(1) The employer shall ensure that one or more persons in each type of operation conducted on the vessel which involves the handling of or potential exposure to benzene are monitored. The monitoring must be conducted so as to determine the representative personal exposure of all persons engaged in each particular operation involving benzene. Monitoring one vessel of a class is sufficient for all vessels of that class provided the procedures, equipment, work practices, cargo, and control equipment are substantially the same.
(2) For long duration operations, such as cargo loading or tank entry, the persons monitored must be monitored to determine the representative TWA for all persons engaged in the operation. The monitoring must be based on breathing zone air samples taken for the duration of the operation or for eight hours, whichever is less.
(3) For short duration operations, such as tank gauging or hose connection and disconnection, the persons monitored must be monitored to determine the representative short term exposure level for all persons engaged in the operation. The monitoring must be based on 15 minute breathing zone air samples. Brief period measuring devices may be used to determine whether monitoring for the short term exposure level is needed.
(4) If cargoes with different benzene concentrations are being carried on the vessel, an operation involving the lower concentration cargoes need not be monitored if the same type of operation involving the highest concentration cargo is monitored and found to be below the action level.
(5) Initial monitoring must be conducted during weather conditions typical in the geographic area and during the time of day the operation is normally conducted. If the benzene level is above half the action level for the operation, additional monitoring must be conducted under those weather conditions that will maximize benzene exposure, such as low wind, stable air, and high temperature.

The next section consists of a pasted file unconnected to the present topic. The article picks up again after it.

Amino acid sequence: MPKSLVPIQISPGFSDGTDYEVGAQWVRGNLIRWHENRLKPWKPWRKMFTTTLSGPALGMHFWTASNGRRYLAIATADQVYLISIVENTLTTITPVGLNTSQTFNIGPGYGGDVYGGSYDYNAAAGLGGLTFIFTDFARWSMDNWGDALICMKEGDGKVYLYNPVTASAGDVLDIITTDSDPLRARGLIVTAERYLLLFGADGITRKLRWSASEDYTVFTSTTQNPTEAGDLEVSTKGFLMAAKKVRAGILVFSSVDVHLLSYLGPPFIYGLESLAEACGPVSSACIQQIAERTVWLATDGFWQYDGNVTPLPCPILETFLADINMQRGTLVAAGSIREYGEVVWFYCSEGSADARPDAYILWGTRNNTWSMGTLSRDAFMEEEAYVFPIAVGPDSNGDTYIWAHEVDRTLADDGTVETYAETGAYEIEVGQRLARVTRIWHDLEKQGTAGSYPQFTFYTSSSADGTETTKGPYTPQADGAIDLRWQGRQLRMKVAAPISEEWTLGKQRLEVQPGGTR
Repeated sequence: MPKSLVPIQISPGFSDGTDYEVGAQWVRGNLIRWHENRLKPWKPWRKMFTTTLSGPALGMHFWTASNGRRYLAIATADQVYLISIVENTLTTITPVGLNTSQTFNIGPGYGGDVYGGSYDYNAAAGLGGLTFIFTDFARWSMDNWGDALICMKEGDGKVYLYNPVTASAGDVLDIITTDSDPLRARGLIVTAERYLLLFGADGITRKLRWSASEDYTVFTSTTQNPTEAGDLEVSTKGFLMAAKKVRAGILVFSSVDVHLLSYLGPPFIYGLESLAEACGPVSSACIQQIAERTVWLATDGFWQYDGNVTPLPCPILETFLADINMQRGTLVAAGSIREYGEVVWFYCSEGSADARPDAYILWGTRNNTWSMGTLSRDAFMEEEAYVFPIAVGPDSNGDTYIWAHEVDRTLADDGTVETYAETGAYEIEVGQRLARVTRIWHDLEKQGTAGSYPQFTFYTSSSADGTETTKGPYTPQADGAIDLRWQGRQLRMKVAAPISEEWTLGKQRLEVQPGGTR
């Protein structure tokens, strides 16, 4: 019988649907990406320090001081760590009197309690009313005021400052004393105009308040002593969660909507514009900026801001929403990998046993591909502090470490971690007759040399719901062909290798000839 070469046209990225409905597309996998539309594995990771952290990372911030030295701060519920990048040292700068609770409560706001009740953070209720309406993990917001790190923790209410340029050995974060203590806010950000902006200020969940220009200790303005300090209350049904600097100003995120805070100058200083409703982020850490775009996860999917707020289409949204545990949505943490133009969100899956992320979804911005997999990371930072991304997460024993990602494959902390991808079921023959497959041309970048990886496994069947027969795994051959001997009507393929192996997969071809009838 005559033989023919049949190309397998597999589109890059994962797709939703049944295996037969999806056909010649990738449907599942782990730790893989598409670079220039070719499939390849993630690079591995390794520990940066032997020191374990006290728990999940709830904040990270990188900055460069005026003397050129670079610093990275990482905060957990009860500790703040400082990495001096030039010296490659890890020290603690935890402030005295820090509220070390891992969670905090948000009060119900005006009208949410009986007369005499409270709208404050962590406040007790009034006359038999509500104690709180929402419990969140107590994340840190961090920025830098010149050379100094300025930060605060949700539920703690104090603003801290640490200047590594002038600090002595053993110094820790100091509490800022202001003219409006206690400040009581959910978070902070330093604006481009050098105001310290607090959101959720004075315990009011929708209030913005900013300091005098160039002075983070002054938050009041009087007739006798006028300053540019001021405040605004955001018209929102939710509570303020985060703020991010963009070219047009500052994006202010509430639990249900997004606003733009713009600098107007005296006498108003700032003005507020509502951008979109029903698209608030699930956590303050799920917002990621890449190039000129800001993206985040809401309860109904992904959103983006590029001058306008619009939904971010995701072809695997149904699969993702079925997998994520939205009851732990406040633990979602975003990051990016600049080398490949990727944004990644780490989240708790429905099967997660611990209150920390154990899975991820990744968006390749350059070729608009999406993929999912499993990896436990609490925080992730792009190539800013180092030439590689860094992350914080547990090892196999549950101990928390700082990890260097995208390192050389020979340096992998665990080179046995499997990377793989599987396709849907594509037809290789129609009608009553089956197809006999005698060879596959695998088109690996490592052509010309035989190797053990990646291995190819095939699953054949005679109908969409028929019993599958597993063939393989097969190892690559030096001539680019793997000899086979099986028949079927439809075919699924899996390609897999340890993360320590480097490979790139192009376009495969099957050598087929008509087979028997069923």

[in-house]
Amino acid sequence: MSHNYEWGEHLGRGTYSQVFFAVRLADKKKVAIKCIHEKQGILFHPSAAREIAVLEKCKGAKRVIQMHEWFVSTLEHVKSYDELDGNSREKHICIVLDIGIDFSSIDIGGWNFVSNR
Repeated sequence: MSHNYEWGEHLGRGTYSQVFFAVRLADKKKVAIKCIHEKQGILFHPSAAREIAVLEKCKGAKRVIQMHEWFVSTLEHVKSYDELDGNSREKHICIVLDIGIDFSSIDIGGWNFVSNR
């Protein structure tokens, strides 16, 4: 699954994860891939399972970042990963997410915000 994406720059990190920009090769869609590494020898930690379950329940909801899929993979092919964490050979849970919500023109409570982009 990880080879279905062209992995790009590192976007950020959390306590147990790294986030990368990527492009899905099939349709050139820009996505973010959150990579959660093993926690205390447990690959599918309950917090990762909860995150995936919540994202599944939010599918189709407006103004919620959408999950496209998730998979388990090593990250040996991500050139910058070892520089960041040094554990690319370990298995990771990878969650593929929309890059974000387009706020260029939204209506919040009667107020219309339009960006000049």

(6) The monitoring method used must be accurate to a confidence level of 95 percent to within plus or minus 25 percent for airborne concentrations of benzene equal to or greater than 0.5 ppm.
(b) Initial exposure monitoring. When benzene is first loaded as a cargo on board a vessel, an initial monitoring of each type of operation must be conducted to determine accurately the representative personal exposure of persons involved in the operation.
(c) Periodic exposure monitoring. The monitoring must be repeated each July or August if benzene containing cargoes are carried during those months; monitoring must be conducted under those weather conditions that will maximize benzene exposure, such as low wind, stable air, and high temperature. If benzene containing cargoes are not carried during those months, monitoring must be conducted at the time of carriage nearest those months; monitoring must be conducted under those weather conditions that will maximize benzene exposure, such as low wind, stable air, and high temperature.
(d) Additional exposure monitoring.
(1) Monitoring in compliance with paragraphs (b) and (c) of this section must be repeated for the operation when there has been a change in the procedure, equipment, or work practices of the operation which may increase personal exposure or whenever the employer or person in charge has any reason to suspect that personal exposure has increased.
(2) Whenever emergencies occur that may increase personal exposure, operations affected by the emergency must be monitored using area or personal sampling after the spill is cleaned up or the leak, rupture, or other breakdown is repaired to determine when personal exposure has returned to the level that existed before the emergency. There must be monitoring equipment aboard each ship.
(3) For those cases in which the benzene exposure can vary significantly over the year, the personnel exposure reduction plan can reflect this variation in time if both initial and periodic exposure monitoring are conducted at those times. There must be sufficient monitoring to quantitatively justify differences in the exposure reduction program over the course of the year. The exposure monitoring must be conducted under those weather conditions that will maximize benzene exposure, such as low wind, stable air, and high temperature.
(4) The Coast Guard may require additional monitoring upon reasonable belief that the PEL's are being exceeded.
(e) Notification of exposure monitoring results.
(1) Within 60 working days after the receipt of the results of monitoring in compliance with this section, each person involved in the operation monitored must be given written notice of the results, either by separate letter or by notice posted in a location accessible to all persons involved.
(2) If the results indicate that the PELs were exceeded, the written notice required by paragraph (e)(1) of this section must state, or refer to a document available to the persons involved which states, the corrective action to be taken to reduce the personal exposure to or below the PELs.